BTI420 notes – Fri Mar 24 and Mon Mar 27

More non-text media type handling, this time with a dedicated media item class.

These notes will help you understand and implement a media handling solution that uses a dedicated media item class. This enables you to associate multiple media items with a single object.

 

Review and checkpoint

Recently, you began to learn how to handle non-text media types in an ASP.NET MVC web app. The sample solution that we worked with had these characteristics:

> A design model class was configured with properties to hold the digital content of a single media item, in addition to the properties that held text and numbers.

> The web app allowed or enabled a browser user to “upload” a media item, when creating a new object.

> The digital content of the media item (bytes, string for content type) was stored in the web app’s persistent store (i.e. the database).

> Finally, the  web app delivered the media item, in its native format, upon request.

While this kind of sample solution was suitable for an object that could also be represented by its media item, it’s not suitable for all situations. We will learn how to build on the learned concepts and techniques, to build a larger solution.

 

The new problem and opportunity

In many situations, an object is associated with a collection of media items. For example, a product could be associated with a collection of photos, each showing a different part of the product.

Open and study the PhotoEntity code example as you read this section.

The most important idea in this code example is a dedicated design model class for the media item. It has properties to hold the digital content, as well as other identifying and descriptive properties.

Study the image below, and the code for the Photo design model class in the code example.

separate-media-entity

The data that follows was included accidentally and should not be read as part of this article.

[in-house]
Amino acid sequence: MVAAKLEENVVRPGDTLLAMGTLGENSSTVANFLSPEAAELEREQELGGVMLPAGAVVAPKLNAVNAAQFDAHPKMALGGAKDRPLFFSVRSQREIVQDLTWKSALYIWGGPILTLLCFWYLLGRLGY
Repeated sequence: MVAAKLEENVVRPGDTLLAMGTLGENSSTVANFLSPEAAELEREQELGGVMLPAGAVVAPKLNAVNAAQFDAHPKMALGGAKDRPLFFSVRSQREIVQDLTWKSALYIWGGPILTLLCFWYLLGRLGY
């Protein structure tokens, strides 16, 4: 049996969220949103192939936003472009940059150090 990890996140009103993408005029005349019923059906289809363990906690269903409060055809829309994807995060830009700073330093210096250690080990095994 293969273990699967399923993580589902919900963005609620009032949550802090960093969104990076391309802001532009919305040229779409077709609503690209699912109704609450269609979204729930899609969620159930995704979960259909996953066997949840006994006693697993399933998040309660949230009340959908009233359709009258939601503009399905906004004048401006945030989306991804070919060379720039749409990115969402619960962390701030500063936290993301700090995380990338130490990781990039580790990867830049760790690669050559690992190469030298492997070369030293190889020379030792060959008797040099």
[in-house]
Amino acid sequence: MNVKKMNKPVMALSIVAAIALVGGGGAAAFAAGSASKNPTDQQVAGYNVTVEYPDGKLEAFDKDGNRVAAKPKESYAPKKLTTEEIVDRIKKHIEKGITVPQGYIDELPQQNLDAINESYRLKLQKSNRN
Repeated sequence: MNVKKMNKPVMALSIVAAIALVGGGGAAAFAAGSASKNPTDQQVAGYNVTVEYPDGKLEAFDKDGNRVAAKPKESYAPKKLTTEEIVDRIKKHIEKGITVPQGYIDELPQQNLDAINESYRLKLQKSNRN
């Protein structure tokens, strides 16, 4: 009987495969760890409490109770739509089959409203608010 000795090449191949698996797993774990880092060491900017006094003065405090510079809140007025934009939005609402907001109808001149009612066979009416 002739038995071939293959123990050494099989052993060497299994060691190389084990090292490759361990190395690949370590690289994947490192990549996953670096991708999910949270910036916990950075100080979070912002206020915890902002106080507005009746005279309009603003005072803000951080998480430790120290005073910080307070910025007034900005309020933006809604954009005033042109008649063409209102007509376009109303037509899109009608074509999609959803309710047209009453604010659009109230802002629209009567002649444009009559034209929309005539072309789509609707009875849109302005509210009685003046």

Identifier comments

In the other scenario – where a class included media item properties in its definition – we could use the object identifier to work with the object or its media item. The representation of the object could have been the HTML or maybe JSON data, or it could have been the media item. As a result, there was no ambiguity with the identifier.

In this new scenario, we want to discourage the use of the int identifier that’s generated by the database/storage engine. Instead, we should create an identifier.

We really do not want to use an identifier that’s influenced by the original name or content of the media item. For example, before uploading, a photo could be saved as “fuzzy-kitten.jpg” on someone’s computer. In this new scenario, we do not want to use “fuzzy-kitten” or any value that the browser user provides.

We will generate our own identifier, as the media item is being prepared for storing/saving. We start with the known principle that a GUID – globally unique identifier – is, or will be, as unique as we need it to be.

A minor problem is that the standard format of a GUID is 36 characters in length (hex digits and dash-separators). That’s a bit too long. Mads Kristensen thought of a way to capture the uniqueness of a GUID in a 16-character string. We’ll use that. Study the constructor in the design model class to see its code.

The benefit is that we can now create a controller to deliver media items, and use the string identifier as part of the URL (instead of the int “Id” value). For example:

http://www.example.com/photo/3c4ebc5f5f2c4edc

 

For an object, rendering its collection of media items

The PhotoEntity code example covers the residential real estate sales problem domain. It enables a browser user to create an object that represents a for-sale residential property. Then, the browser user can add photos to this existing object.

The design and coding approach for upload is exactly the same as the one we have used before: Add an associated object, for a known existing object.